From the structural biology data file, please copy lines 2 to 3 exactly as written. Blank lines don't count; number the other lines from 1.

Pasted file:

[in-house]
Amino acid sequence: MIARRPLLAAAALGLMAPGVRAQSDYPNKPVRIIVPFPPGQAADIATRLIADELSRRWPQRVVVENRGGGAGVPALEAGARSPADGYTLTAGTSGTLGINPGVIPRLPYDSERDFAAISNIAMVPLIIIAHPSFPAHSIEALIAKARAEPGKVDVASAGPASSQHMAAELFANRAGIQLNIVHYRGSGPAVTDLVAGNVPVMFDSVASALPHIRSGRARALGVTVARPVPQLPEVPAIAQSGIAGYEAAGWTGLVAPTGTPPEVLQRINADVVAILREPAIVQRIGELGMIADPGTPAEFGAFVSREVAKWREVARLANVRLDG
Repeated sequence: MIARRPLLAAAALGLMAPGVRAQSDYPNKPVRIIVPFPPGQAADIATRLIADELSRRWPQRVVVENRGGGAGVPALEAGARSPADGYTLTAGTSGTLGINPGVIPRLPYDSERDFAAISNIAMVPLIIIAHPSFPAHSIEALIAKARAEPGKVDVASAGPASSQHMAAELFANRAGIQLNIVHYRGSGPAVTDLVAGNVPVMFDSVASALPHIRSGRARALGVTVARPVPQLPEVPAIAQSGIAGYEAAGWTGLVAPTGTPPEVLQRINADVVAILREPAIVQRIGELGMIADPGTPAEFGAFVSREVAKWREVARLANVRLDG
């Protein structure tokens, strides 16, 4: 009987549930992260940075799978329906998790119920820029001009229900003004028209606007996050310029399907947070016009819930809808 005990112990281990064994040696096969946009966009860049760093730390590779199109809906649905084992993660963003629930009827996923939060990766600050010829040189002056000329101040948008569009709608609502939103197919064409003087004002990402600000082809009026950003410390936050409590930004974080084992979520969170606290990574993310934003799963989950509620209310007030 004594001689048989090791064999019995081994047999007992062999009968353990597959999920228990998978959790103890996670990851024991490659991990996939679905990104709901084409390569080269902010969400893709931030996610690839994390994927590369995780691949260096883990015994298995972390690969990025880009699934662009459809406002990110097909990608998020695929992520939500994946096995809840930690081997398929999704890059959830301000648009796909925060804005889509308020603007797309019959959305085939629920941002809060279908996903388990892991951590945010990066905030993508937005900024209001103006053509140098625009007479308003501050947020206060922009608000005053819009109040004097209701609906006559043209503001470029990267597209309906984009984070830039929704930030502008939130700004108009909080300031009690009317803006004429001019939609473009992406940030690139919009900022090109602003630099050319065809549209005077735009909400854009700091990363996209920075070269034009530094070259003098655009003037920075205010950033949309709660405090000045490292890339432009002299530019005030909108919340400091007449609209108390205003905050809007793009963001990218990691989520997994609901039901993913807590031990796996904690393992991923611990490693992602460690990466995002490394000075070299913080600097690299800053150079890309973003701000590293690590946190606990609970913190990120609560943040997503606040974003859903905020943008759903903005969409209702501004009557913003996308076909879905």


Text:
Amino acid sequence: MIARRPLLAAAALGLMAPGVRAQSDYPNKPVRIIVPFPPGQAADIATRLIADELSRRWPQRVVVENRGGGAGVPALEAGARSPADGYTLTAGTSGTLGINPGVIPRLPYDSERDFAAISNIAMVPLIIIAHPSFPAHSIEALIAKARAEPGKVDVASAGPASSQHMAAELFANRAGIQLNIVHYRGSGPAVTDLVAGNVPVMFDSVASALPHIRSGRARALGVTVARPVPQLPEVPAIAQSGIAGYEAAGWTGLVAPTGTPPEVLQRINADVVAILREPAIVQRIGELGMIADPGTPAEFGAFVSREVAKWREVARLANVRLDG
Repeated sequence: MIARRPLLAAAALGLMAPGVRAQSDYPNKPVRIIVPFPPGQAADIATRLIADELSRRWPQRVVVENRGGGAGVPALEAGARSPADGYTLTAGTSGTLGINPGVIPRLPYDSERDFAAISNIAMVPLIIIAHPSFPAHSIEALIAKARAEPGKVDVASAGPASSQHMAAELFANRAGIQLNIVHYRGSGPAVTDLVAGNVPVMFDSVASALPHIRSGRARALGVTVARPVPQLPEVPAIAQSGIAGYEAAGWTGLVAPTGTPPEVLQRINADVVAILREPAIVQRIGELGMIADPGTPAEFGAFVSREVAKWREVARLANVRLDG